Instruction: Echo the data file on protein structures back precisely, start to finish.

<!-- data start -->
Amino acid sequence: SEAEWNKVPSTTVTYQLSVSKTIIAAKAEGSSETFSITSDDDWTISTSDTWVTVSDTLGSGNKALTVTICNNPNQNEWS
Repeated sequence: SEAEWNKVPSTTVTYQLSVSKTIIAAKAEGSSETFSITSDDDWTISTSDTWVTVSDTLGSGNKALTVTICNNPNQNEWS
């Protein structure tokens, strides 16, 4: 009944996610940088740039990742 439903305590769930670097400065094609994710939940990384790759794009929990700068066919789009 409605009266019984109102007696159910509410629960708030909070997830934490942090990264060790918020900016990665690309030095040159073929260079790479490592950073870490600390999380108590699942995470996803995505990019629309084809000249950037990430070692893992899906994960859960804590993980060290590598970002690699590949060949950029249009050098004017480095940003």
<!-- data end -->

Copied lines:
Amino acid sequence: SEAEWNKVPSTTVTYQLSVSKTIIAAKAEGSSETFSITSDDDWTISTSDTWVTVSDTLGSGNKALTVTICNNPNQNEWS
Repeated sequence: SEAEWNKVPSTTVTYQLSVSKTIIAAKAEGSSETFSITSDDDWTISTSDTWVTVSDTLGSGNKALTVTICNNPNQNEWS
């Protein structure tokens, strides 16, 4: 009944996610940088740039990742 439903305590769930670097400065094609994710939940990384790759794009929990700068066919789009 409605009266019984109102007696159910509410629960708030909070997830934490942090990264060790918020900016990665690309030095040159073929260079790479490592950073870490600390999380108590699942995470996803995505990019629309084809000249950037990430070692893992899906994960859960804590993980060290590598970002690699590949060949950029249009050098004017480095940003």